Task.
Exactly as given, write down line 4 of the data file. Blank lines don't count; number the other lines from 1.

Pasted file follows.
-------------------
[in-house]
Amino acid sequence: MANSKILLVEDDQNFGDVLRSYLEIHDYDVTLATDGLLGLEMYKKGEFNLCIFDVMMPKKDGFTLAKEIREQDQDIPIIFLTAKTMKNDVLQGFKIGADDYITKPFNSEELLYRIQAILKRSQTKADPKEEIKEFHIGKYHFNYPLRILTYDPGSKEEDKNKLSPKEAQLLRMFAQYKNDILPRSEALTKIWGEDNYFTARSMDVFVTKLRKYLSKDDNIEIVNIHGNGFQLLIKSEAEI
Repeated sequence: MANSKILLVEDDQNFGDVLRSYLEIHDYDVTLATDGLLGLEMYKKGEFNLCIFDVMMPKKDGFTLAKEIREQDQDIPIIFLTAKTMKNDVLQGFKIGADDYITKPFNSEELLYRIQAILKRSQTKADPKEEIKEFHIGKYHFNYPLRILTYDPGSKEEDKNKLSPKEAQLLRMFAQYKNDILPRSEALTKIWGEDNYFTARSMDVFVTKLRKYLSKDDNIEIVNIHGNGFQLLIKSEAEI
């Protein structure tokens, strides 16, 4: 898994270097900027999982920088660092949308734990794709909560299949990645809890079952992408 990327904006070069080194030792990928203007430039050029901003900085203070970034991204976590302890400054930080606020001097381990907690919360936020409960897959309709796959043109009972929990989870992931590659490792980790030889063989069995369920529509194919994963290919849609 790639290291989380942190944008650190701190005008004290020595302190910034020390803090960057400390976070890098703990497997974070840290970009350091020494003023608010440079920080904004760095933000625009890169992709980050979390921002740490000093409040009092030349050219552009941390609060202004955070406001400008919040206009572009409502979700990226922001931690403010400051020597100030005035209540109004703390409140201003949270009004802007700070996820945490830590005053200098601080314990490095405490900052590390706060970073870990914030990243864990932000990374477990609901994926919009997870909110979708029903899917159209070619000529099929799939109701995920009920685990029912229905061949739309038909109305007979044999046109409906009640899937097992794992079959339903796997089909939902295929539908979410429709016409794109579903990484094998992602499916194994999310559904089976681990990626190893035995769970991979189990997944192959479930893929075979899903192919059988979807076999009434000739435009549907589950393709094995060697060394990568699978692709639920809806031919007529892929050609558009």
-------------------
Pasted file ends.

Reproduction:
């Protein structure tokens, strides 16, 4: 898994270097900027999982920088660092949308734990794709909560299949990645809890079952992408 990327904006070069080194030792990928203007430039050029901003900085203070970034991204976590302890400054930080606020001097381990907690919360936020409960897959309709796959043109009972929990989870992931590659490792980790030889063989069995369920529509194919994963290919849609 790639290291989380942190944008650190701190005008004290020595302190910034020390803090960057400390976070890098703990497997974070840290970009350091020494003023608010440079920080904004760095933000625009890169992709980050979390921002740490000093409040009092030349050219552009941390609060202004955070406001400008919040206009572009409502979700990226922001931690403010400051020597100030005035209540109004703390409140201003949270009004802007700070996820945490830590005053200098601080314990490095405490900052590390706060970073870990914030990243864990932000990374477990609901994926919009997870909110979708029903899917159209070619000529099929799939109701995920009920685990029912229905061949739309038909109305007979044999046109409906009640899937097992794992079959339903796997089909939902295929539908979410429709016409794109579903990484094998992602499916194994999310559904089976681990990626190893035995769970991979189990997944192959479930893929075979899903192919059988979807076999009434000739435009549907589950393709094995060697060394990568699978692709639920809806031919007529892929050609558009």